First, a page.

Western Bulldogs captain Bob Murphy has given Luke Beveridge back his Jock McHale medal, awarded for being the winning coach in the 2016 AFL grand final.
Beveridge handed the medal to Murphy at the trophy presentation directly after Saturday’s stunning win, because Murphy had missed the grand final and most of his side’s premiership-winning season through injury.
“I put him in a difficult situation, but he had to have recognition,” Beveridge said of Murphy at the club’s best and fairest count on Wednesday evening.
“He returned the Jock McHale medal, he gave it back to me on Sunday morning. He said he couldn’t keep it, but he thanked me for the gesture.
“The medal will go in the Western Bulldogs’ museum as a symbol of the camaraderie and respect that Bob has fostered over the course of his career at the Western Bulldogs.”
Murphy ruptured his anterior cruciate ligament in round three and missed the Bulldogs’ incredible charge to a drought-breaking flag.
Beveridge invited Murphy onto the stage at the MCG on Saturday to lift the cup with stand-in captain Easton Wood.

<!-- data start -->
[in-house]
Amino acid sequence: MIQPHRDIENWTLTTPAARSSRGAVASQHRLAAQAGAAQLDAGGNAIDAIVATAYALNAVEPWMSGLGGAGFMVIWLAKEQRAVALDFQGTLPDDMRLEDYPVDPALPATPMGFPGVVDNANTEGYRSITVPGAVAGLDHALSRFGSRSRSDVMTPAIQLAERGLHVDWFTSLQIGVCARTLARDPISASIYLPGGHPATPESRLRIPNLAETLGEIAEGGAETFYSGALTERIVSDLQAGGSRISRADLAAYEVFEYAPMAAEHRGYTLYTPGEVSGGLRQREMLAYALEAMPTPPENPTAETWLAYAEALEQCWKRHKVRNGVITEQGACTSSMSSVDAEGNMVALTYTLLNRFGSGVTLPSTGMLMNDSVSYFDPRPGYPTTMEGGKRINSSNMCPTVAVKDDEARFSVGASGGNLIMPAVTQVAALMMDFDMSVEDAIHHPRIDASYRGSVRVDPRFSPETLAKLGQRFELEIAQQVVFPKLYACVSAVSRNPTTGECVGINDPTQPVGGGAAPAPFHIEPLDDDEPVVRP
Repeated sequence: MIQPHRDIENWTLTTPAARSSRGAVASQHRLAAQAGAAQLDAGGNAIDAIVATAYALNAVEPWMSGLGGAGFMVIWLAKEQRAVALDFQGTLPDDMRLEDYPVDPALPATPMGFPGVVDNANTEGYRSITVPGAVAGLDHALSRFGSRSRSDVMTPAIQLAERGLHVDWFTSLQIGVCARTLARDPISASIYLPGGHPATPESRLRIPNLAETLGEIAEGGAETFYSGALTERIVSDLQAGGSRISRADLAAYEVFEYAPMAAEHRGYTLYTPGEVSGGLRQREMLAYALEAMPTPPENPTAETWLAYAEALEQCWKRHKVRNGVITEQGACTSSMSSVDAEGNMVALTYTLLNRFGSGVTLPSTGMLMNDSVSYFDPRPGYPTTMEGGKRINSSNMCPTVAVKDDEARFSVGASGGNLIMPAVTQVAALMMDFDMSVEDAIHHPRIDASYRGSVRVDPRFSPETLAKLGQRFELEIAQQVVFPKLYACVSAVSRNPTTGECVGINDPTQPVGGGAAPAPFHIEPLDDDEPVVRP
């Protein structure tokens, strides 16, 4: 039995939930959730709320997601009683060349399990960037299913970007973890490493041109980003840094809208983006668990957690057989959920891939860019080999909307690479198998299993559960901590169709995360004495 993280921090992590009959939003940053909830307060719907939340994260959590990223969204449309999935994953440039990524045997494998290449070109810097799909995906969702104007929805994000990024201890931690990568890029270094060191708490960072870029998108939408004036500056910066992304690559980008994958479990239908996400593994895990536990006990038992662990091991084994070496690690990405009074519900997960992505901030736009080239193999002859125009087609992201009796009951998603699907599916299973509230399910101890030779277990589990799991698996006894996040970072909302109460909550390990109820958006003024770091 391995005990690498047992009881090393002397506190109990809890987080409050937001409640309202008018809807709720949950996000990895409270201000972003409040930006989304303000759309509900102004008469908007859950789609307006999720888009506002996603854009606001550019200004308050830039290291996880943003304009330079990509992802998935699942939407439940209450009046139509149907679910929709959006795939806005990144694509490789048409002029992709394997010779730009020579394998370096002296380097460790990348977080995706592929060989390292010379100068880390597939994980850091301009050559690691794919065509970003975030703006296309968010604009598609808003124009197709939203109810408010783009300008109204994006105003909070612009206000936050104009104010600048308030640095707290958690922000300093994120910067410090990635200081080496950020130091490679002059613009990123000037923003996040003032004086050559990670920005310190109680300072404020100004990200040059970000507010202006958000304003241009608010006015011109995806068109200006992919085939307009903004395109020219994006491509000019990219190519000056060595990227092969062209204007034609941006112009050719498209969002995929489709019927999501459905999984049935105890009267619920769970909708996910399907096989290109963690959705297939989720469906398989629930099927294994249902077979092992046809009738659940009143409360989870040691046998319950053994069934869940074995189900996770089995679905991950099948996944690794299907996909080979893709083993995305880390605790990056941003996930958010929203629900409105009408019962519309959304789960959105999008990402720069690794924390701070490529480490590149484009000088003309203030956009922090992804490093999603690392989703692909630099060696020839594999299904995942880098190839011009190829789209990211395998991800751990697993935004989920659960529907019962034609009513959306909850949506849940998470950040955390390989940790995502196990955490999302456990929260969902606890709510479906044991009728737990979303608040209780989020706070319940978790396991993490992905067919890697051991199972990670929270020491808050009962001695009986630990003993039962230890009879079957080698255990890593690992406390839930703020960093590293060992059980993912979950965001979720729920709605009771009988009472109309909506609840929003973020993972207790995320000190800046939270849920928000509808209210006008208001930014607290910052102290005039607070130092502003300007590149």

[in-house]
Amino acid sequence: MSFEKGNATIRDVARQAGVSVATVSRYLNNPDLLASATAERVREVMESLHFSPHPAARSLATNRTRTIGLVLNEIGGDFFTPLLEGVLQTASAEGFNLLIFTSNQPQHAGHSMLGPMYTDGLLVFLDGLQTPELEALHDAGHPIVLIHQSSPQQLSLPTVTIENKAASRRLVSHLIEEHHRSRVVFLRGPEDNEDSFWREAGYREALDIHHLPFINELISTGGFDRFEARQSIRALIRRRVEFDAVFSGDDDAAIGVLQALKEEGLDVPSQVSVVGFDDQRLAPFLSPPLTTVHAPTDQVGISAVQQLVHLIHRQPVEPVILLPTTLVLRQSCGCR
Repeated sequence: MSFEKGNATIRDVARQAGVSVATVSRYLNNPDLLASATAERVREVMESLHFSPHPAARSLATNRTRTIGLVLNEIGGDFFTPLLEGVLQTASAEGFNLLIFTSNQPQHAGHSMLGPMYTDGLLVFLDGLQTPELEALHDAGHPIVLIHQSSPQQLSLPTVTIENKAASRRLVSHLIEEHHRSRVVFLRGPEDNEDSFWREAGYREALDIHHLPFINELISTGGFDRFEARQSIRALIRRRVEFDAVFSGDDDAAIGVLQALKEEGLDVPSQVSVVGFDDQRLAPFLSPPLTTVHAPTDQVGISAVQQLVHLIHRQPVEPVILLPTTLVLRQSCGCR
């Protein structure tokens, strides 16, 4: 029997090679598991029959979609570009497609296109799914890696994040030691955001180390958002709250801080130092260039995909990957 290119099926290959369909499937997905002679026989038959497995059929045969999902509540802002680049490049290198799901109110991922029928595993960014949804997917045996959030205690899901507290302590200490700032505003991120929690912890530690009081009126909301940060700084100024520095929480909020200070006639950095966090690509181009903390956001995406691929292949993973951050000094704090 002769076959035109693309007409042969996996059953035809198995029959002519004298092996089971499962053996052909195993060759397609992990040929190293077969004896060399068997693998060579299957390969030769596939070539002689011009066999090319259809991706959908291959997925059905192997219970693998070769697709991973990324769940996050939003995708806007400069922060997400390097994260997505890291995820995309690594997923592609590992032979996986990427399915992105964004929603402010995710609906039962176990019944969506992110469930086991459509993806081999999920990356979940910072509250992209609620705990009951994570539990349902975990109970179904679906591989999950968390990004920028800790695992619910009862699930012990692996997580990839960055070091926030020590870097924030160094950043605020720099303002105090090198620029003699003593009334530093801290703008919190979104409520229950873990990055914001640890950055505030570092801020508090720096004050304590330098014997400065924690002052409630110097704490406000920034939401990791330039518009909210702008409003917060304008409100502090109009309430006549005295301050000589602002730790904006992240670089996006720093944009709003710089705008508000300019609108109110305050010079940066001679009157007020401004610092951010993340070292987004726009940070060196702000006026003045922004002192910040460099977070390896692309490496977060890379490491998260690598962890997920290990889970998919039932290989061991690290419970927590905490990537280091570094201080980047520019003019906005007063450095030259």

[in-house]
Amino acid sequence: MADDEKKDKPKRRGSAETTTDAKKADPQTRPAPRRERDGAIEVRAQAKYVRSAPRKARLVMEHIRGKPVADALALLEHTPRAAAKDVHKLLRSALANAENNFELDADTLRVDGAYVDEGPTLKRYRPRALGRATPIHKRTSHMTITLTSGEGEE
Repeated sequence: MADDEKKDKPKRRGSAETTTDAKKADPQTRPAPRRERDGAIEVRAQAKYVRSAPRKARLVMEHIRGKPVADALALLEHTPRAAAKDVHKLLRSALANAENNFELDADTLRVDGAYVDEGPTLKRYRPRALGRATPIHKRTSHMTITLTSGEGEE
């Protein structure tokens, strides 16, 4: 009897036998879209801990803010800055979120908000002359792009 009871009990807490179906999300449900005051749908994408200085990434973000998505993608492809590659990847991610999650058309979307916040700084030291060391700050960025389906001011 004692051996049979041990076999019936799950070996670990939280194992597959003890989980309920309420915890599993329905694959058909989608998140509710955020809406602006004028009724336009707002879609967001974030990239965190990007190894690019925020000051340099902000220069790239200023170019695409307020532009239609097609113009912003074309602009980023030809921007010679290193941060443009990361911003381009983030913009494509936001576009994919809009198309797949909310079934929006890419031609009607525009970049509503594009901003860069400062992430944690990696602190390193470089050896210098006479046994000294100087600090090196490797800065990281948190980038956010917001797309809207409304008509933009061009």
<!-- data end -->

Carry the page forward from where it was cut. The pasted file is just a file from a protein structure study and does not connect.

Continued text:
“Bob Murphy has dedicated most of his life to playing Aussie Rules, he has invested 17 years in our football club,” Beveridge said.
“This year, you could see the strain form the emotional and physical journey he was on as he rehabilitated form his knee reconstruction. But he supported and drove his teammates and program as captain of our club.
“Our 2016 journey aged him. You can see it in the new lines on his face and in the grey in his hair. Apologies mate, but it’s true though. You can see it.”
Marcus Bontempelli won the club’s Ted Whitten Medal for best and fairest in a canter, and at 20 years old became the youngest winner of the award since 1968.
Liam Picken was named the club’s best player in the finals.
– with ABC